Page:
Zach Roberts, chief of the Aeronautics Projects Office and part of NASA Ames’ Smart Mobility team, said drones can do “everything from building infrastructure inspection, up to using the thermal infrared cameras for detecting wildfires” – essentially serving as an eye in the sky instead of putting a human pilot’s life at risk during unsafe conditions.
Rain: ‘The thing that everyone prays for’
Alameda-based company Rain aims to make catastrophic wildfires in California a thing of the past.
“Essentially what we’re doing is enabling automated aircraft to join the fire fight,” said Ephraim Nowak, chief engineer at Rain. “Our company is called Rain – it’s the thing that everyone prays for when there’s a wildfire.”
The piece of technology that Rain brought to the April 13 showcase looked like a small white helicopter, but it packs a big punch when it comes to fire suppression: the unmanned aircraft can release water or fire retardant on fires in remote locations. Rain’s long term vision is to station its automated aircraft in high wildfire risk regions, so they’re never more than a few minutes away from potential ignitions. The company believes that a network of about 200 Rain Stations could end catastrophic wildfires in California by 2030.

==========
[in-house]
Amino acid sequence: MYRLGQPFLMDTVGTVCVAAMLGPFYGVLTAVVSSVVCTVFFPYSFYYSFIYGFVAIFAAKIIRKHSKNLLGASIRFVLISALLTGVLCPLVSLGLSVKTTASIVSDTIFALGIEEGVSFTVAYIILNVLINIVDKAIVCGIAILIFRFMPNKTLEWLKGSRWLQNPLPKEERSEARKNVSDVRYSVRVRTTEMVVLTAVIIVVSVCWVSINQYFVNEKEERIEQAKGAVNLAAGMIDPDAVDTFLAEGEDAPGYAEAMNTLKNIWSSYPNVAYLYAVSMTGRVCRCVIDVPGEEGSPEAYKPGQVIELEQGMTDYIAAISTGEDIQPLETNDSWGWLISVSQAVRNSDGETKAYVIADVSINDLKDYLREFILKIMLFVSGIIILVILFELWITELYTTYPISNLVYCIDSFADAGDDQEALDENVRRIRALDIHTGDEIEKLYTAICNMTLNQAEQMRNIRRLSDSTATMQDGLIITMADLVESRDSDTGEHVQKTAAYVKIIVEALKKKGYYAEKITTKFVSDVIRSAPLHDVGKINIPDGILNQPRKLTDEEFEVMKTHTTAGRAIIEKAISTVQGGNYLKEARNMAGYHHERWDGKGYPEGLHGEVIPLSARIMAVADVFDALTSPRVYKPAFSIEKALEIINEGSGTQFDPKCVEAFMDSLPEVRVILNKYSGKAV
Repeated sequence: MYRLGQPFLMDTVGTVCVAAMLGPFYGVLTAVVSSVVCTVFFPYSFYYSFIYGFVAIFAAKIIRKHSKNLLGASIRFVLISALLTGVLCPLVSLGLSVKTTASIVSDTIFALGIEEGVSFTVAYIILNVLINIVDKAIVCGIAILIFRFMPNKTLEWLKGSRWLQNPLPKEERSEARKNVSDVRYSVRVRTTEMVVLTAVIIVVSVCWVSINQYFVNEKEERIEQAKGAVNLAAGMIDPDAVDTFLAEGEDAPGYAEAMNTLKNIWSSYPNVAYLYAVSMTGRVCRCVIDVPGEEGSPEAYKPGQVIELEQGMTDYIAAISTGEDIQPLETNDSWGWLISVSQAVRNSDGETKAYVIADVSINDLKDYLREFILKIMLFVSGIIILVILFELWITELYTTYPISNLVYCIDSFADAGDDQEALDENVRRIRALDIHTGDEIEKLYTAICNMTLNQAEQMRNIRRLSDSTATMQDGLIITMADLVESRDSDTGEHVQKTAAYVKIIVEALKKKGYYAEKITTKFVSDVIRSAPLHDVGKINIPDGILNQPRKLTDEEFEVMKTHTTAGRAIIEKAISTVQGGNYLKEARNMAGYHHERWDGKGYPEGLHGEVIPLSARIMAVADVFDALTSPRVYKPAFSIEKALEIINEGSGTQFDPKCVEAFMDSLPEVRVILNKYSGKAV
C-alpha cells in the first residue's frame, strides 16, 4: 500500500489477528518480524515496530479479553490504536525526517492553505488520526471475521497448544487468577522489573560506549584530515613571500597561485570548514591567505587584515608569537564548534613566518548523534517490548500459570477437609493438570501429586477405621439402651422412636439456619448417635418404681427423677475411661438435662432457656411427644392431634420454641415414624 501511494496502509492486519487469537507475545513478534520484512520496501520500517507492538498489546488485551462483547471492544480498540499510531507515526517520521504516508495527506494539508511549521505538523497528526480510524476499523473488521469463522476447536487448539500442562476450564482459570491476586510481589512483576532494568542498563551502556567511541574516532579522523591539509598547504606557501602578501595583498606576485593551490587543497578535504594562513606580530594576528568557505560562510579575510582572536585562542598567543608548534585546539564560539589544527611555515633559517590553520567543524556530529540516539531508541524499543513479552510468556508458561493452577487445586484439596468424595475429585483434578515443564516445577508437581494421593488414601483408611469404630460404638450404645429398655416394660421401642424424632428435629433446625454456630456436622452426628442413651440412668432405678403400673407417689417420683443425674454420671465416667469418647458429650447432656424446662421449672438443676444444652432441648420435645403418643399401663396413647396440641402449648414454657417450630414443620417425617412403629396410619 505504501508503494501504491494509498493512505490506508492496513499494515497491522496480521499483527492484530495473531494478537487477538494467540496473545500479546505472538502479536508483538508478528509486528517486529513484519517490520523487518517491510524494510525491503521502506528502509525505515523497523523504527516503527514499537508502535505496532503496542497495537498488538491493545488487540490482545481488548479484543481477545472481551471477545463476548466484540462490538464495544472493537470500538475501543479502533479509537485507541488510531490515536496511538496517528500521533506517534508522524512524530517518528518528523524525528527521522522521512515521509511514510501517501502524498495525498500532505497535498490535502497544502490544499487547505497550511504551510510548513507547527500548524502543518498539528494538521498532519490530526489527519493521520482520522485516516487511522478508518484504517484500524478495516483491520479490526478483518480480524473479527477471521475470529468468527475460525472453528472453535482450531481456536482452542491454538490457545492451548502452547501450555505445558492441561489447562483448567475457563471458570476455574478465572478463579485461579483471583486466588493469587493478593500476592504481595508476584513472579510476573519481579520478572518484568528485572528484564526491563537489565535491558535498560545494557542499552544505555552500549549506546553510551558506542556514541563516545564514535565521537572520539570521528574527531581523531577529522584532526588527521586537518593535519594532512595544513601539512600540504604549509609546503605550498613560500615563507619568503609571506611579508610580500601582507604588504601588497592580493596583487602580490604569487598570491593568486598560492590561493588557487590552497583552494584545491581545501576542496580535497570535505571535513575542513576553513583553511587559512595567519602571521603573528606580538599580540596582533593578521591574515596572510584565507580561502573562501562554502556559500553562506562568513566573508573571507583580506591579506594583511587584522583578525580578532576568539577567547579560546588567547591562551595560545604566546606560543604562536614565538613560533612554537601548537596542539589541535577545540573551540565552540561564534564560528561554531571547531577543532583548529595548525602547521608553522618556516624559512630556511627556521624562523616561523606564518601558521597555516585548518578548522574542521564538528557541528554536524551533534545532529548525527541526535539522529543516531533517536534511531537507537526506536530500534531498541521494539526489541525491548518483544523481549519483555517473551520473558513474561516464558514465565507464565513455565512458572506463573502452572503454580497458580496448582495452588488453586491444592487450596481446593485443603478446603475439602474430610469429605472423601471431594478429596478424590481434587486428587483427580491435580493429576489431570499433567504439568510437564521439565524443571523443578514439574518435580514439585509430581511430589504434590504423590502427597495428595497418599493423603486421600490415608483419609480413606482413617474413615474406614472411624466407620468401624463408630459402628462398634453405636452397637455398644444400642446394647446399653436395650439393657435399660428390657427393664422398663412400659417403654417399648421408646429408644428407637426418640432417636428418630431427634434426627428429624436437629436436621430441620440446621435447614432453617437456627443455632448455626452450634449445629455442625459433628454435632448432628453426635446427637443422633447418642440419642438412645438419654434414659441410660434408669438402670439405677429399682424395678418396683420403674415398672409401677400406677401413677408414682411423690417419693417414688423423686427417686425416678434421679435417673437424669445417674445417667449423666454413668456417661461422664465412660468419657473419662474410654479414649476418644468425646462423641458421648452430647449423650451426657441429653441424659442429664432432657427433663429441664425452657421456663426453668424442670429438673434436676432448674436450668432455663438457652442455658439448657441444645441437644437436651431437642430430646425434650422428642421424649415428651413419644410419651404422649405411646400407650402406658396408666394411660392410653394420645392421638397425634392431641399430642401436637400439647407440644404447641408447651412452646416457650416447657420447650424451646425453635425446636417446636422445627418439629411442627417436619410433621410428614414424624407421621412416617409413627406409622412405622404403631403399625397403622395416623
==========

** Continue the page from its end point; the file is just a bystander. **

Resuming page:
“So if you think about it kind of like how fire sprinklers revolutionized firefighting against buildings, and cut down 95% of structure losses, we’re essentially building fire sprinklers for the forest,” Nowak said.
Aero Systems West and Komodo: Stopping fires before they start
Morgan Hill-based Komodo has developed liquid and powder products that put out flames more effectively than water. Right now, the company is developing a product that can be sprayed on the land and makes it resistant to catching fire.